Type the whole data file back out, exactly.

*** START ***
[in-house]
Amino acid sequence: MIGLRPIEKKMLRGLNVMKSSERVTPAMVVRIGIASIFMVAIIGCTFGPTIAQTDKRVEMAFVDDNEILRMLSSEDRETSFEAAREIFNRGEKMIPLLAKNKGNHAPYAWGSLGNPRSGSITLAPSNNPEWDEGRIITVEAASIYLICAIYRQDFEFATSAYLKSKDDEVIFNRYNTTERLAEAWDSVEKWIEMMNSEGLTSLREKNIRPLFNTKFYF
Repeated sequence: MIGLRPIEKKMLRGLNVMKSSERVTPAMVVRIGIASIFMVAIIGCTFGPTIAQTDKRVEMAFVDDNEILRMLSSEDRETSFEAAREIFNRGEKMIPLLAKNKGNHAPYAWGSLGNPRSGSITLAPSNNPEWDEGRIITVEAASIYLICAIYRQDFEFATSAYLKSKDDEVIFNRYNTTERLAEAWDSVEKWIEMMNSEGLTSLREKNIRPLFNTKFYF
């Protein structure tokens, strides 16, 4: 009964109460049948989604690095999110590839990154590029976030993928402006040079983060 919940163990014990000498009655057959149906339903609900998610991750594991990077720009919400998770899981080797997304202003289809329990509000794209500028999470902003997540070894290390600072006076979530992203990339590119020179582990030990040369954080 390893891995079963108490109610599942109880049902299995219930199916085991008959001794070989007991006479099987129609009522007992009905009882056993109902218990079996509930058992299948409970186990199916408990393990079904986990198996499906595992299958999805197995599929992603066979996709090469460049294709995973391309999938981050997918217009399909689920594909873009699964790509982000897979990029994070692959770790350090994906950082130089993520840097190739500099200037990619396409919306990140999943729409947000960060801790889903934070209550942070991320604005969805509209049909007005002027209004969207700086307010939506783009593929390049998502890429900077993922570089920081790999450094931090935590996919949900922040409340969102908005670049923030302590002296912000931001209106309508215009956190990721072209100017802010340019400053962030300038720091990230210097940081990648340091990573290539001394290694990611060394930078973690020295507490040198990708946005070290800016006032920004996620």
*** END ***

[in-house]
Amino acid sequence: MIGLRPIEKKMLRGLNVMKSSERVTPAMVVRIGIASIFMVAIIGCTFGPTIAQTDKRVEMAFVDDNEILRMLSSEDRETSFEAAREIFNRGEKMIPLLAKNKGNHAPYAWGSLGNPRSGSITLAPSNNPEWDEGRIITVEAASIYLICAIYRQDFEFATSAYLKSKDDEVIFNRYNTTERLAEAWDSVEKWIEMMNSEGLTSLREKNIRPLFNTKFYF
Repeated sequence: MIGLRPIEKKMLRGLNVMKSSERVTPAMVVRIGIASIFMVAIIGCTFGPTIAQTDKRVEMAFVDDNEILRMLSSEDRETSFEAAREIFNRGEKMIPLLAKNKGNHAPYAWGSLGNPRSGSITLAPSNNPEWDEGRIITVEAASIYLICAIYRQDFEFATSAYLKSKDDEVIFNRYNTTERLAEAWDSVEKWIEMMNSEGLTSLREKNIRPLFNTKFYF
């Protein structure tokens, strides 16, 4: 009964109460049948989604690095999110590839990154590029976030993928402006040079983060 919940163990014990000498009655057959149906339903609900998610991750594991990077720009919400998770899981080797997304202003289809329990509000794209500028999470902003997540070894290390600072006076979530992203990339590119020179582990030990040369954080 390893891995079963108490109610599942109880049902299995219930199916085991008959001794070989007991006479099987129609009522007992009905009882056993109902218990079996509930058992299948409970186990199916408990393990079904986990198996499906595992299958999805197995599929992603066979996709090469460049294709995973391309999938981050997918217009399909689920594909873009699964790509982000897979990029994070692959770790350090994906950082130089993520840097190739500099200037990619396409919306990140999943729409947000960060801790889903934070209550942070991320604005969805509209049909007005002027209004969207700086307010939506783009593929390049998502890429900077993922570089920081790999450094931090935590996919949900922040409340969102908005670049923030302590002296912000931001209106309508215009956190990721072209100017802010340019400053962030300038720091990230210097940081990648340091990573290539001394290694990611060394930078973690020295507490040198990708946005070290800016006032920004996620």